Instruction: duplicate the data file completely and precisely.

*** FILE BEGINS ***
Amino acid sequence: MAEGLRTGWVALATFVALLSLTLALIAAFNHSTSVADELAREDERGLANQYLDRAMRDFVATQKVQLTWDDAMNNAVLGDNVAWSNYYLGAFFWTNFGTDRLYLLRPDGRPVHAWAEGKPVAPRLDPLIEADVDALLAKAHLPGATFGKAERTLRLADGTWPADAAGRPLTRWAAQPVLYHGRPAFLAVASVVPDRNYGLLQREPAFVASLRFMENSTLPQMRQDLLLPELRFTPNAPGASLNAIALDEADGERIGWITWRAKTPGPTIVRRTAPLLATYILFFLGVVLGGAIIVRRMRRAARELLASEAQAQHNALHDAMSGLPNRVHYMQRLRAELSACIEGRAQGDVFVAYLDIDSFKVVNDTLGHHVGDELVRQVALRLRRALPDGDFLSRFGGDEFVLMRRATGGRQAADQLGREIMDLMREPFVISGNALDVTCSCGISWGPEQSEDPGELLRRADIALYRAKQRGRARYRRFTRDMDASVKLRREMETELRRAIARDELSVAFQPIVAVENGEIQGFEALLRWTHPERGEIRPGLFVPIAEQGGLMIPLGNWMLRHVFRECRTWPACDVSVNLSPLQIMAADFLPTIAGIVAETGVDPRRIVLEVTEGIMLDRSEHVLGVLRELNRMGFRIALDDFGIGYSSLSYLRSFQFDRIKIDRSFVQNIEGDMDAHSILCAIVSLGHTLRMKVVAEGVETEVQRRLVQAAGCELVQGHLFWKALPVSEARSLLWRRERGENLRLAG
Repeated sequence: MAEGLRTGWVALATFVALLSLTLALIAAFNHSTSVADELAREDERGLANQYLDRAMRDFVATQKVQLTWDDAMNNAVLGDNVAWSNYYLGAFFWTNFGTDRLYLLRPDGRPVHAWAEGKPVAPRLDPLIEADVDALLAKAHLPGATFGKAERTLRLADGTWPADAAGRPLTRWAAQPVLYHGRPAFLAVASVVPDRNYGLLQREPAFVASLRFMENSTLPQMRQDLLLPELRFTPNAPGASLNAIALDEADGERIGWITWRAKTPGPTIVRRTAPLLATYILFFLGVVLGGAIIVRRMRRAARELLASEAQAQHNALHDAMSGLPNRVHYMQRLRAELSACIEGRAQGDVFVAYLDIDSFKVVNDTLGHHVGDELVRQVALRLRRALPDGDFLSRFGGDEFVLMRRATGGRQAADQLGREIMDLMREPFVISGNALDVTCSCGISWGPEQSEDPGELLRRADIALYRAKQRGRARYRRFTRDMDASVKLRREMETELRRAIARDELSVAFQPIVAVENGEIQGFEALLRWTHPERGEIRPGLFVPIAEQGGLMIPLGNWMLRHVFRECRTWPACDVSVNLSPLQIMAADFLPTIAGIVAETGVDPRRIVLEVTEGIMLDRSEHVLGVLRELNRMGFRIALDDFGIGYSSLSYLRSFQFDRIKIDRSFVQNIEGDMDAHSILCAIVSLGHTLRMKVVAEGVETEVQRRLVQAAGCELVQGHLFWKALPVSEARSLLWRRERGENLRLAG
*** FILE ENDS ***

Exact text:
Amino acid sequence: MAEGLRTGWVALATFVALLSLTLALIAAFNHSTSVADELAREDERGLANQYLDRAMRDFVATQKVQLTWDDAMNNAVLGDNVAWSNYYLGAFFWTNFGTDRLYLLRPDGRPVHAWAEGKPVAPRLDPLIEADVDALLAKAHLPGATFGKAERTLRLADGTWPADAAGRPLTRWAAQPVLYHGRPAFLAVASVVPDRNYGLLQREPAFVASLRFMENSTLPQMRQDLLLPELRFTPNAPGASLNAIALDEADGERIGWITWRAKTPGPTIVRRTAPLLATYILFFLGVVLGGAIIVRRMRRAARELLASEAQAQHNALHDAMSGLPNRVHYMQRLRAELSACIEGRAQGDVFVAYLDIDSFKVVNDTLGHHVGDELVRQVALRLRRALPDGDFLSRFGGDEFVLMRRATGGRQAADQLGREIMDLMREPFVISGNALDVTCSCGISWGPEQSEDPGELLRRADIALYRAKQRGRARYRRFTRDMDASVKLRREMETELRRAIARDELSVAFQPIVAVENGEIQGFEALLRWTHPERGEIRPGLFVPIAEQGGLMIPLGNWMLRHVFRECRTWPACDVSVNLSPLQIMAADFLPTIAGIVAETGVDPRRIVLEVTEGIMLDRSEHVLGVLRELNRMGFRIALDDFGIGYSSLSYLRSFQFDRIKIDRSFVQNIEGDMDAHSILCAIVSLGHTLRMKVVAEGVETEVQRRLVQAAGCELVQGHLFWKALPVSEARSLLWRRERGENLRLAG
Repeated sequence: MAEGLRTGWVALATFVALLSLTLALIAAFNHSTSVADELAREDERGLANQYLDRAMRDFVATQKVQLTWDDAMNNAVLGDNVAWSNYYLGAFFWTNFGTDRLYLLRPDGRPVHAWAEGKPVAPRLDPLIEADVDALLAKAHLPGATFGKAERTLRLADGTWPADAAGRPLTRWAAQPVLYHGRPAFLAVASVVPDRNYGLLQREPAFVASLRFMENSTLPQMRQDLLLPELRFTPNAPGASLNAIALDEADGERIGWITWRAKTPGPTIVRRTAPLLATYILFFLGVVLGGAIIVRRMRRAARELLASEAQAQHNALHDAMSGLPNRVHYMQRLRAELSACIEGRAQGDVFVAYLDIDSFKVVNDTLGHHVGDELVRQVALRLRRALPDGDFLSRFGGDEFVLMRRATGGRQAADQLGREIMDLMREPFVISGNALDVTCSCGISWGPEQSEDPGELLRRADIALYRAKQRGRARYRRFTRDMDASVKLRREMETELRRAIARDELSVAFQPIVAVENGEIQGFEALLRWTHPERGEIRPGLFVPIAEQGGLMIPLGNWMLRHVFRECRTWPACDVSVNLSPLQIMAADFLPTIAGIVAETGVDPRRIVLEVTEGIMLDRSEHVLGVLRELNRMGFRIALDDFGIGYSSLSYLRSFQFDRIKIDRSFVQNIEGDMDAHSILCAIVSLGHTLRMKVVAEGVETEVQRRLVQAAGCELVQGHLFWKALPVSEARSLLWRRERGENLRLAG